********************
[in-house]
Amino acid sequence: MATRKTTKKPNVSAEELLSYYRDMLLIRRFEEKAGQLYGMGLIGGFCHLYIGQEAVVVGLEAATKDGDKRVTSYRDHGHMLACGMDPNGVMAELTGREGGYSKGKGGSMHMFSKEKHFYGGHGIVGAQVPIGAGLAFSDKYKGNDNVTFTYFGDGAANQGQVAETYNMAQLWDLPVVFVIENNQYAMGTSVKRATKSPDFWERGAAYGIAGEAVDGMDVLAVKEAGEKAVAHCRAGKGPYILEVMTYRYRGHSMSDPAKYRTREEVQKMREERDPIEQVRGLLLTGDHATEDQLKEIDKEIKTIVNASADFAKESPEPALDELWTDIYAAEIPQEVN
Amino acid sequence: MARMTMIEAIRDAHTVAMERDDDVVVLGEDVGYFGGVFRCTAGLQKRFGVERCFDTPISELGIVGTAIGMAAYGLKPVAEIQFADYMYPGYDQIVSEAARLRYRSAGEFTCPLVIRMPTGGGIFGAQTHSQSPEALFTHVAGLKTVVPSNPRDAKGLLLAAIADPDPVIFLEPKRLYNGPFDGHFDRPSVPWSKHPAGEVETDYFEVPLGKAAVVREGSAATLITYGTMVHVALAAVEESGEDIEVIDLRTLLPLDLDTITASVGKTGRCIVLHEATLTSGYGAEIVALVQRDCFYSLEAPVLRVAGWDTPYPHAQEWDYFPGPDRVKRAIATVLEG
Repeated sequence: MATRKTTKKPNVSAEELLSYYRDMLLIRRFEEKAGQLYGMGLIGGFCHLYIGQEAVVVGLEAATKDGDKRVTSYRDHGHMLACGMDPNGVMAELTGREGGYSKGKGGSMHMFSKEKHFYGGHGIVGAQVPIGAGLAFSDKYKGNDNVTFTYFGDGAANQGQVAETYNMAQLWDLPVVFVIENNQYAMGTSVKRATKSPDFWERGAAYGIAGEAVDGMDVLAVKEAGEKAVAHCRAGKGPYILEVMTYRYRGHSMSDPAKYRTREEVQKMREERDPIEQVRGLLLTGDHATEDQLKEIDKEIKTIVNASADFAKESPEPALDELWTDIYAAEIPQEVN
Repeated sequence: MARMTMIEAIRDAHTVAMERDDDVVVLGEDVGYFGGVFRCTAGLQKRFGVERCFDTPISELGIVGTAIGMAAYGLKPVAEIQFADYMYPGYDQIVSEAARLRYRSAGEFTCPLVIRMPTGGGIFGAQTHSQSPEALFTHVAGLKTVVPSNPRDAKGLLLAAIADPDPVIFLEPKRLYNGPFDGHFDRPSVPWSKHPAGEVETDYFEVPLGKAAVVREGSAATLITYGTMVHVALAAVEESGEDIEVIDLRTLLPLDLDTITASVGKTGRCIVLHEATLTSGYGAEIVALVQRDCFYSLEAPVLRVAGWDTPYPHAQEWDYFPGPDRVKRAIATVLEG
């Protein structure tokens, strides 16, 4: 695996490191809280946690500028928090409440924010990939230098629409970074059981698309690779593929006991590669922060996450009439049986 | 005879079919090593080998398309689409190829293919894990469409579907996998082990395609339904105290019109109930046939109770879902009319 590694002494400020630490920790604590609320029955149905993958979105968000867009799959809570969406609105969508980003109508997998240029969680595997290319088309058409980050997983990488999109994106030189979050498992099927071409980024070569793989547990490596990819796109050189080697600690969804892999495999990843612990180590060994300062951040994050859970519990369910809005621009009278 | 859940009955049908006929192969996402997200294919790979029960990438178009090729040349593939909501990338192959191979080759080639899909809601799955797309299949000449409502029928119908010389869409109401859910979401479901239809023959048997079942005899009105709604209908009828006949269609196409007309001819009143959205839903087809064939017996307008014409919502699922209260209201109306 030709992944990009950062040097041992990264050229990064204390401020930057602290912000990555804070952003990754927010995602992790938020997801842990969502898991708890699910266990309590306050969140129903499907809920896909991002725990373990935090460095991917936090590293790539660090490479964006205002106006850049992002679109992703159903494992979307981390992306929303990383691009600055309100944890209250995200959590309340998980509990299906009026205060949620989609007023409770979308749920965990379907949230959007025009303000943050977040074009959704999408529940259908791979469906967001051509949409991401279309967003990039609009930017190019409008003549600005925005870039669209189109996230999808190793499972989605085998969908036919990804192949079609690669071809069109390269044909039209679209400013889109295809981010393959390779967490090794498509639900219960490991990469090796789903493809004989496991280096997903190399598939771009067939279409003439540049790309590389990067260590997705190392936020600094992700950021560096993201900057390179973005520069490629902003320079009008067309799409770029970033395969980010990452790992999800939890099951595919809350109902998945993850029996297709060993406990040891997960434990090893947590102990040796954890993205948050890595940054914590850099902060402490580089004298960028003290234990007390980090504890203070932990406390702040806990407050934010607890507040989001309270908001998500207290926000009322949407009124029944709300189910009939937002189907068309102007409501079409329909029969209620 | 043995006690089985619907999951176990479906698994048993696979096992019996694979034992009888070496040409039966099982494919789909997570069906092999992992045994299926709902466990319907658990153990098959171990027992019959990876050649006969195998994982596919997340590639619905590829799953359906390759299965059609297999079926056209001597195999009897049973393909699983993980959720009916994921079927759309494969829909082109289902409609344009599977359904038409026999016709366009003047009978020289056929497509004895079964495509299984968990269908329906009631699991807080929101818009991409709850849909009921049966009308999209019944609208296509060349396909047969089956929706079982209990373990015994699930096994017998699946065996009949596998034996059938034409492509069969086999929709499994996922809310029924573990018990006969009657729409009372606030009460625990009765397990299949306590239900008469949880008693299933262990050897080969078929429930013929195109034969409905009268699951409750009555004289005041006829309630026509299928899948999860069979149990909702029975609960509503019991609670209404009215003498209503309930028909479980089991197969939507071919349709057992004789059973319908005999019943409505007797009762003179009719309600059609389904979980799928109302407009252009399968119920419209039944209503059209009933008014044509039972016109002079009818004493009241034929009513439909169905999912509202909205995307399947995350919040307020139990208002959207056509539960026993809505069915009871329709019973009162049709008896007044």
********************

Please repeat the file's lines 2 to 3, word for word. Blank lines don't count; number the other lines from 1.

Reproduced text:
Amino acid sequence: MATRKTTKKPNVSAEELLSYYRDMLLIRRFEEKAGQLYGMGLIGGFCHLYIGQEAVVVGLEAATKDGDKRVTSYRDHGHMLACGMDPNGVMAELTGREGGYSKGKGGSMHMFSKEKHFYGGHGIVGAQVPIGAGLAFSDKYKGNDNVTFTYFGDGAANQGQVAETYNMAQLWDLPVVFVIENNQYAMGTSVKRATKSPDFWERGAAYGIAGEAVDGMDVLAVKEAGEKAVAHCRAGKGPYILEVMTYRYRGHSMSDPAKYRTREEVQKMREERDPIEQVRGLLLTGDHATEDQLKEIDKEIKTIVNASADFAKESPEPALDELWTDIYAAEIPQEVN
Amino acid sequence: MARMTMIEAIRDAHTVAMERDDDVVVLGEDVGYFGGVFRCTAGLQKRFGVERCFDTPISELGIVGTAIGMAAYGLKPVAEIQFADYMYPGYDQIVSEAARLRYRSAGEFTCPLVIRMPTGGGIFGAQTHSQSPEALFTHVAGLKTVVPSNPRDAKGLLLAAIADPDPVIFLEPKRLYNGPFDGHFDRPSVPWSKHPAGEVETDYFEVPLGKAAVVREGSAATLITYGTMVHVALAAVEESGEDIEVIDLRTLLPLDLDTITASVGKTGRCIVLHEATLTSGYGAEIVALVQRDCFYSLEAPVLRVAGWDTPYPHAQEWDYFPGPDRVKRAIATVLEG